I can blog easily when I'm mad; I can blog easily when amused. I find it difficult to blog when I'm just depressed. And I'm extremely depressed by the Supreme Court decision in Kelo v. New London.
But not too surprised. The deep-thinking liberal Supremes are habituated to spinning grand rhetorical threads to create new "rights" not mentioned in the Constitution. And, of course, they can equally spin on the other side, denying rights that are plainly mentioned in the Constitution, as in this case and McConnell v. FEC.
Simply speaking, the Court had its chance to rule in favor of the Constitution—and declined.
I'm not a lawyer, of course, let alone a Constitutional scholar. But I fantasize that if I should ever accidentally meet any one of Justice Stevens, Breyer, Kennedy, Souter, or Ginsburg, I would this down in big block letters on a piece of paper:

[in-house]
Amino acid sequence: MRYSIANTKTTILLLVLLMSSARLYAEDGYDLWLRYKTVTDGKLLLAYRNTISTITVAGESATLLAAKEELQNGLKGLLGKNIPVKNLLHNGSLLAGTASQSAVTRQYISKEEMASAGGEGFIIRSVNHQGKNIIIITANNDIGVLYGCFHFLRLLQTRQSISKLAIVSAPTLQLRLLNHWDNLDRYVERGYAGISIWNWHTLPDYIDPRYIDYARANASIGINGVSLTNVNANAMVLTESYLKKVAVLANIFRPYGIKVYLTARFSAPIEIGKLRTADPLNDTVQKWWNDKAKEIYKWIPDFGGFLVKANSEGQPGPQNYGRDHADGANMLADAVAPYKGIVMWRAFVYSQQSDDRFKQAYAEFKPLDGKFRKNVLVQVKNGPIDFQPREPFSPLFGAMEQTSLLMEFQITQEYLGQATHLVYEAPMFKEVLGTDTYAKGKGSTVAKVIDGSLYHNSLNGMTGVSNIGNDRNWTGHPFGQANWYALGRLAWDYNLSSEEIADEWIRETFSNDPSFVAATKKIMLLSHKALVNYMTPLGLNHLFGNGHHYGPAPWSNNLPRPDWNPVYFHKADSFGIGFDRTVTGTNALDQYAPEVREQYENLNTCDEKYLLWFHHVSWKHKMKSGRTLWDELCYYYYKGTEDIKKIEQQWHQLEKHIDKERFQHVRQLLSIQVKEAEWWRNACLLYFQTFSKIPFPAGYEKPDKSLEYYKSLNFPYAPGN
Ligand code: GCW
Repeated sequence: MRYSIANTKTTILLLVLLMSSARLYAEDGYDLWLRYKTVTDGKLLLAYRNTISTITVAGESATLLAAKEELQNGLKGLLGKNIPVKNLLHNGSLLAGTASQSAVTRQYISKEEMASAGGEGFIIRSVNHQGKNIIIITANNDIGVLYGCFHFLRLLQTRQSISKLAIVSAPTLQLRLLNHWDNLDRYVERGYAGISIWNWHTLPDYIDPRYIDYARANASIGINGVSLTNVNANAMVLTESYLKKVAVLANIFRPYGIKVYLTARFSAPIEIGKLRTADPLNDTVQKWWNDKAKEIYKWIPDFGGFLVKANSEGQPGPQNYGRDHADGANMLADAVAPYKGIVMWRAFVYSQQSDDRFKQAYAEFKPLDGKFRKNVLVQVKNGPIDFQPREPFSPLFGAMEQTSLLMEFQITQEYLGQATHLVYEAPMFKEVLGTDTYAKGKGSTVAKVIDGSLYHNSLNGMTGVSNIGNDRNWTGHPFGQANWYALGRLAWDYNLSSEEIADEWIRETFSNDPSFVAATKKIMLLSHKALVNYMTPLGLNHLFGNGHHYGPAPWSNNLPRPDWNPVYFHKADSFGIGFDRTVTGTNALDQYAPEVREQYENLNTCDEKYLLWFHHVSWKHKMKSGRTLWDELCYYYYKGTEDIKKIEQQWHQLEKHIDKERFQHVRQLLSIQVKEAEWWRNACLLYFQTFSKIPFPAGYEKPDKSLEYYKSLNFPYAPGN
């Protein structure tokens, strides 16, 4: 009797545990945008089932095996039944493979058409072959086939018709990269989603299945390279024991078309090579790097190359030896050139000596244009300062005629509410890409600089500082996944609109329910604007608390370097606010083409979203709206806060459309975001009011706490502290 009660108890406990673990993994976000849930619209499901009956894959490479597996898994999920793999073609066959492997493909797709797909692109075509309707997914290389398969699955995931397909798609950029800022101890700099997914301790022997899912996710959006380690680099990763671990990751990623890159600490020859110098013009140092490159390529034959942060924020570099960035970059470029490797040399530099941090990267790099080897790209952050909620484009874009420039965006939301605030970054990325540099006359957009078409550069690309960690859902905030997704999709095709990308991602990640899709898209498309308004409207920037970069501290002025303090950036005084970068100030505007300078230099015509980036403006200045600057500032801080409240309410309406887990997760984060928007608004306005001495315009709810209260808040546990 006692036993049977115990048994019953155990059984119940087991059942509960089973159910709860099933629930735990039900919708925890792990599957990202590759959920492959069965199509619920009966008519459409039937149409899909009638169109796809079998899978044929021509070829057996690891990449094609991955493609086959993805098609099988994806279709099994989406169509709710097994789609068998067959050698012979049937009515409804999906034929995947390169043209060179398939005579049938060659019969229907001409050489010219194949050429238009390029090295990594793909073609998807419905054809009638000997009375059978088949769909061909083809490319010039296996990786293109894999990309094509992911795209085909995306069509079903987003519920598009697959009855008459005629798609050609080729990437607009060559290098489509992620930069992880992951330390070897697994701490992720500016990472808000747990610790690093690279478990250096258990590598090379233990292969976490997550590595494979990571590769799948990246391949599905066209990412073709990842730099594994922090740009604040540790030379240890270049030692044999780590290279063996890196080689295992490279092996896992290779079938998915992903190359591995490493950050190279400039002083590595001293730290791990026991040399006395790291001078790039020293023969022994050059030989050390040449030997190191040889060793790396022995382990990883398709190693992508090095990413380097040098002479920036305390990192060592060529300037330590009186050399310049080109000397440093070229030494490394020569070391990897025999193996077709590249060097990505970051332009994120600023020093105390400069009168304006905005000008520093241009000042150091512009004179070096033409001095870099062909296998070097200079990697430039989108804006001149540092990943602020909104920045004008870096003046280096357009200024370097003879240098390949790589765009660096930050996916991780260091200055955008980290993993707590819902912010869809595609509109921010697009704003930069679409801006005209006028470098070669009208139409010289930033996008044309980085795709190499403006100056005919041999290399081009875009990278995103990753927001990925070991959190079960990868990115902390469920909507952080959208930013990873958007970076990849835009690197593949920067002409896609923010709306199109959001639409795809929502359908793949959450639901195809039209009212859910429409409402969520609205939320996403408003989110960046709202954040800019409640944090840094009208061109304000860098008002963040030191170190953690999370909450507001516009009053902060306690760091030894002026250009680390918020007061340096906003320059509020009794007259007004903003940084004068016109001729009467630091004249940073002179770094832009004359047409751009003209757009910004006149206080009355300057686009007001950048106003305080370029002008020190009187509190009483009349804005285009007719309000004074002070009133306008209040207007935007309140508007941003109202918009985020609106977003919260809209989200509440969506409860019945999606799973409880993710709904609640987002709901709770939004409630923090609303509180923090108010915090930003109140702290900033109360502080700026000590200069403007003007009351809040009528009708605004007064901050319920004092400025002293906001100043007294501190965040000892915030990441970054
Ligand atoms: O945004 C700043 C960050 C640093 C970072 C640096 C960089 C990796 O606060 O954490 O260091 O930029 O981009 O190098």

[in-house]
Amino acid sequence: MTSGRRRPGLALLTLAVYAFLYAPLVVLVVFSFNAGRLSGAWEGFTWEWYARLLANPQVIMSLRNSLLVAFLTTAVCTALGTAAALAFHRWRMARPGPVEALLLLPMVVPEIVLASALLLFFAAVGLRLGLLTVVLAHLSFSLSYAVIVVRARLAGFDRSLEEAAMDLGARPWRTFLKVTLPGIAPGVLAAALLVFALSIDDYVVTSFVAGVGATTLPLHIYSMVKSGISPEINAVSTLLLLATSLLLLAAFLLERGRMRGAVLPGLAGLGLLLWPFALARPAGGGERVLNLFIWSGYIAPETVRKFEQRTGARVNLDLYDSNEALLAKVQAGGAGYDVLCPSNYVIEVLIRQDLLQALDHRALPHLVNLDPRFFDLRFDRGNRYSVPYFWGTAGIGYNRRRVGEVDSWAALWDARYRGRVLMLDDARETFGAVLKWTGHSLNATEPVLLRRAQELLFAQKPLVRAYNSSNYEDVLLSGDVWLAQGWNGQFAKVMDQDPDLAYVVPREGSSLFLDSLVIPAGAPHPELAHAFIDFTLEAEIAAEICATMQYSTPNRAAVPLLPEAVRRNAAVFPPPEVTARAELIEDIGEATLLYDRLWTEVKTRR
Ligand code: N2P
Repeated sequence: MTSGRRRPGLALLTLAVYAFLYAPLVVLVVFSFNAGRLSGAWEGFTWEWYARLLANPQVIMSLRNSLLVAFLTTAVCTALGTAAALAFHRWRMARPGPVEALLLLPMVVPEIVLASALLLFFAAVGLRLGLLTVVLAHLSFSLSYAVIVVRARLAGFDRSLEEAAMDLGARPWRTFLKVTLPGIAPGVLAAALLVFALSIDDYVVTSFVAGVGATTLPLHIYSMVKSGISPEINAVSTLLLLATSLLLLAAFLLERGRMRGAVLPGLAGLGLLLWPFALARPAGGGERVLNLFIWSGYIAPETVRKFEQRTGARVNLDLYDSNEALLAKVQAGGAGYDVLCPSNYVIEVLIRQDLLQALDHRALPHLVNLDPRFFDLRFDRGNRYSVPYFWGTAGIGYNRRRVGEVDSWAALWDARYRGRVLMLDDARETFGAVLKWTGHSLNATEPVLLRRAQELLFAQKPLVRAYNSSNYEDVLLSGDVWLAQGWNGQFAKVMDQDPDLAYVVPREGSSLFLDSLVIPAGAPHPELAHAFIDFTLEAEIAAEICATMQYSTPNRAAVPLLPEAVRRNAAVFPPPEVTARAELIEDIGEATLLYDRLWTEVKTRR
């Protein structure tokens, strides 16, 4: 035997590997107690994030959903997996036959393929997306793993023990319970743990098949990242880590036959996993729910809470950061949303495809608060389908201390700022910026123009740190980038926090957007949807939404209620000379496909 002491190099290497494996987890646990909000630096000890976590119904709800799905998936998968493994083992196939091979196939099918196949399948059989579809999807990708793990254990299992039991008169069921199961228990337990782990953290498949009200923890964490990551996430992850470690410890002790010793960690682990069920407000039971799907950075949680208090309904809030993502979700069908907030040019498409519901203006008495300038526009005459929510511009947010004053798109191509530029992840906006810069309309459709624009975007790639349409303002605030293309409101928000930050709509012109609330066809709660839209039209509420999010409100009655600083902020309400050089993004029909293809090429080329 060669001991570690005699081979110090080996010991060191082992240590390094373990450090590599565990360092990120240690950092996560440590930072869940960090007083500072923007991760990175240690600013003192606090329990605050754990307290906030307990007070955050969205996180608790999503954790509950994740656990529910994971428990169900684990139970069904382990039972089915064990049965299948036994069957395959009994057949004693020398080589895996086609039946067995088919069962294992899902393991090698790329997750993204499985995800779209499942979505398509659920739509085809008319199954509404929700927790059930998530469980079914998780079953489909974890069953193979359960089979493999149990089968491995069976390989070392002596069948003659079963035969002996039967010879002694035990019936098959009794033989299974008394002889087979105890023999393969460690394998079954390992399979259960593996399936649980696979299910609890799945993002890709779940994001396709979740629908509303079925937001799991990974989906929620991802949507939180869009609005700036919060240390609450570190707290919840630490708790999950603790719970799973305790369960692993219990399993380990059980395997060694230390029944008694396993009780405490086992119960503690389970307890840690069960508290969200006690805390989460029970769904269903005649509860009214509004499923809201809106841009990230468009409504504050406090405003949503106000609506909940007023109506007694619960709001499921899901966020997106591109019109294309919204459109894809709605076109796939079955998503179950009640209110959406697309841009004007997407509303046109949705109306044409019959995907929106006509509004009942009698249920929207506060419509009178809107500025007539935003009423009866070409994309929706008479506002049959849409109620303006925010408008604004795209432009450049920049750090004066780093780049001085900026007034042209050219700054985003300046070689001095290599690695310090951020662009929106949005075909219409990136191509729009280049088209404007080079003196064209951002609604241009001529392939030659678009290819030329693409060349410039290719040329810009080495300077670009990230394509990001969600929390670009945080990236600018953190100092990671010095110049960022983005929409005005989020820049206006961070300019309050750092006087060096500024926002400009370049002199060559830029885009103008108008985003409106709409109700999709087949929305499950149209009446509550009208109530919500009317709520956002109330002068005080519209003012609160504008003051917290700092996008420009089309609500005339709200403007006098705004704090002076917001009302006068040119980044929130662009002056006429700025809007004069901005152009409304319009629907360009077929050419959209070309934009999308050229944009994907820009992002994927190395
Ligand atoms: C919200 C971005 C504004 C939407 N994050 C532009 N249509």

… nor shall private property be taken for public use, without just compensation.
and ask: "Now, what exactly about this do you not understand? Do you think that word 'public' is in there for no reason whatsoever?"
Sigh. Good links: You can buy Takings by Richard Epstein from Amazon here. George Will is suitably acerbic. The Bear has a topic page on Kelo here with an astounding number of links. A little bit of clicking thereon might make you more depressed than I. (But I'm very depressed.)